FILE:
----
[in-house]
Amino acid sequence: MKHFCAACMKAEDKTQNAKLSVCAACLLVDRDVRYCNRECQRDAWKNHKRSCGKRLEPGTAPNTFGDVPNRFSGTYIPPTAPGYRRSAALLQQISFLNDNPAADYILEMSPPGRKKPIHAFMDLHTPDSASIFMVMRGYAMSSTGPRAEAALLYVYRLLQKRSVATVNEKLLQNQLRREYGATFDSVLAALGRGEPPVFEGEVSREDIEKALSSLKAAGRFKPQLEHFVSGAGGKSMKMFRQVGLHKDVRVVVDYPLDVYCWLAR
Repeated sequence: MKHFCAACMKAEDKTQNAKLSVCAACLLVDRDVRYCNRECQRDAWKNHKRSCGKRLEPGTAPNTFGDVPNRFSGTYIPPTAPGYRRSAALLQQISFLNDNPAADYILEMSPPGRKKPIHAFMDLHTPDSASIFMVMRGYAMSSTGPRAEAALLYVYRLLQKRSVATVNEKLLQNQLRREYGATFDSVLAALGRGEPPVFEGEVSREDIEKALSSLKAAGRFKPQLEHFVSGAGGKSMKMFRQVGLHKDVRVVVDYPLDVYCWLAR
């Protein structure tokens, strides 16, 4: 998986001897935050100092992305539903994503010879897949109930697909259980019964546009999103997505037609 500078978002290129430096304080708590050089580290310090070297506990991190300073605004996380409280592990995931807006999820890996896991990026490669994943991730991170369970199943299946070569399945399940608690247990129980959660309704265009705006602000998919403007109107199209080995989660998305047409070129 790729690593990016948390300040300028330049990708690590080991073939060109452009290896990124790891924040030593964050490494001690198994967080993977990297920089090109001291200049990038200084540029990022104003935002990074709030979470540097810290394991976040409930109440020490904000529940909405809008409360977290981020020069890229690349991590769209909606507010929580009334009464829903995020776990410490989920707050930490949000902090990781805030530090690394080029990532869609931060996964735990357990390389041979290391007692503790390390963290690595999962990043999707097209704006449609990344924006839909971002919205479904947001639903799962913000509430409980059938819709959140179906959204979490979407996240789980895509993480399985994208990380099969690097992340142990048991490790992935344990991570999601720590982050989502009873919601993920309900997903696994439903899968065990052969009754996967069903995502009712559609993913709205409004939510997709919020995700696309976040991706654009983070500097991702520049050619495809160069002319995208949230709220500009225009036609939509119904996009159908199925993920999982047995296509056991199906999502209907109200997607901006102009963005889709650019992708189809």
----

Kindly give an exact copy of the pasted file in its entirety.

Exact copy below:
[in-house]
Amino acid sequence: MKHFCAACMKAEDKTQNAKLSVCAACLLVDRDVRYCNRECQRDAWKNHKRSCGKRLEPGTAPNTFGDVPNRFSGTYIPPTAPGYRRSAALLQQISFLNDNPAADYILEMSPPGRKKPIHAFMDLHTPDSASIFMVMRGYAMSSTGPRAEAALLYVYRLLQKRSVATVNEKLLQNQLRREYGATFDSVLAALGRGEPPVFEGEVSREDIEKALSSLKAAGRFKPQLEHFVSGAGGKSMKMFRQVGLHKDVRVVVDYPLDVYCWLAR
Repeated sequence: MKHFCAACMKAEDKTQNAKLSVCAACLLVDRDVRYCNRECQRDAWKNHKRSCGKRLEPGTAPNTFGDVPNRFSGTYIPPTAPGYRRSAALLQQISFLNDNPAADYILEMSPPGRKKPIHAFMDLHTPDSASIFMVMRGYAMSSTGPRAEAALLYVYRLLQKRSVATVNEKLLQNQLRREYGATFDSVLAALGRGEPPVFEGEVSREDIEKALSSLKAAGRFKPQLEHFVSGAGGKSMKMFRQVGLHKDVRVVVDYPLDVYCWLAR
């Protein structure tokens, strides 16, 4: 998986001897935050100092992305539903994503010879897949109930697909259980019964546009999103997505037609 500078978002290129430096304080708590050089580290310090070297506990991190300073605004996380409280592990995931807006999820890996896991990026490669994943991730991170369970199943299946070569399945399940608690247990129980959660309704265009705006602000998919403007109107199209080995989660998305047409070129 790729690593990016948390300040300028330049990708690590080991073939060109452009290896990124790891924040030593964050490494001690198994967080993977990297920089090109001291200049990038200084540029990022104003935002990074709030979470540097810290394991976040409930109440020490904000529940909405809008409360977290981020020069890229690349991590769209909606507010929580009334009464829903995020776990410490989920707050930490949000902090990781805030530090690394080029990532869609931060996964735990357990390389041979290391007692503790390390963290690595999962990043999707097209704006449609990344924006839909971002919205479904947001639903799962913000509430409980059938819709959140179906959204979490979407996240789980895509993480399985994208990380099969690097992340142990048991490790992935344990991570999601720590982050989502009873919601993920309900997903696994439903899968065990052969009754996967069903995502009712559609993913709205409004939510997709919020995700696309976040991706654009983070500097991702520049050619495809160069002319995208949230709220500009225009036609939509119904996009159908199925993920999982047995296509056991199906999502209907109200997607901006102009963005889709650019992708189809």